My name is Kit Cloutier.
Here is our story:
I have been in Germany now for nearly nine months. While I am just about fully settled into my new life, the thought still comes upon me on occasion:
„How did I get here?“
As a Canadian student, I had many plans for the future that I was working hard to achieve. I had moved from Calgary back to the East Coast to attend university. I had a boyfriend and we rented a house together. We were shaping our lives as young adults in a very Canadian way. As the fall semester ended, the stress of the university balancing act began to weigh on our relationship. In an attempt to save our fraying connection, I suggested a last minute trip to Carnaval in Québec city. At first my boyfriend was hesitant, since I was suggesting to simply pack up the car and drive 7 hours through Maritime snow drifts, just to enjoy some maple syrup and warm Caribou shots from ice glasses. Luckily, his Canadian and Francophone pride outweighed his initial doubts and we set off early the next morning.
Not having very much money, we decided to try our luck on Couchsurfing, by sending members of the site messages checking if they had any space for two travellers from the East. After about 100 messages, the answer was a resounding „no“. It seemed the city was filled to capacity for the festivities. Upon arriving in Ville Québec, we parked the car and walked around the old town in search of cheap room. A fluke cancelation afforded us an excellent room for a reasonable price with a view of the famous Chateau Frontenac. We had a great week of tobogganing, split pea soup, clacking spoons, dog sled rides, walks by the mighty Saint Laurent River, and of course, pictures with the jolly Bonhomme mascot of Carnaval. But creeping under the surface was the feeling that our relationship wouldn’t last much longer. We were both quite certain of that.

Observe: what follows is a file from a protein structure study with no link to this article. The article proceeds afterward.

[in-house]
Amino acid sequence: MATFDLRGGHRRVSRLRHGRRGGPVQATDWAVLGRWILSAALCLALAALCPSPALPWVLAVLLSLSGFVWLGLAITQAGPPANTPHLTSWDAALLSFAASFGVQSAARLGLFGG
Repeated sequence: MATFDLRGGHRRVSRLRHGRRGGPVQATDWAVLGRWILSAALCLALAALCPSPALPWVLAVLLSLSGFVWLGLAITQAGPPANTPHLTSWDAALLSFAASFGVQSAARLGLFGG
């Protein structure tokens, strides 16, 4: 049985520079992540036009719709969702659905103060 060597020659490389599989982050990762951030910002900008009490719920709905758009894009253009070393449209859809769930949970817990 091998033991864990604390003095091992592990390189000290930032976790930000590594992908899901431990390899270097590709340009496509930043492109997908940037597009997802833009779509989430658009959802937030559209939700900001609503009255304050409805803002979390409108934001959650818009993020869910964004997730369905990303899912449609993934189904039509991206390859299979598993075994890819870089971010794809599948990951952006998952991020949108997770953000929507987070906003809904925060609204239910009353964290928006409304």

Nearing the end of our trip, I received a strange email. It was written in terrible English by a gentleman asking if we might have room in our car for a passenger going „direction East“. He explained that he was staying with Couchsurfing hosts we had contacted and they suggested he write us, as they knew we would be heading back to the Maritimes. We agreed, and arranged to meet this traveller the morning of our departure.
Once in the car, the three of us began chatting through his bumpy English to discover he was from Germany and was spending a year in Canada, crossing its vastness west to east by getting odd jobs where he could. We talked about travel, music, language and discovered we actually had a lot in common. I invited him to a small concert in middle-of-nowhere-Nova Scotia the following weekend. He obliged and dropped his plans to see the Bay of Fundy in return for this experience. After hours on the road and a pit stop at my house, I said good bye to the boyfriend and continued on to Halifax through white-out conditions and a meter of snow with the stowaway. I was planning on spending the week with my grandmother to prepare for my impending break up, and suggested that the German find somewhere to stay in the city until the show on Saturday.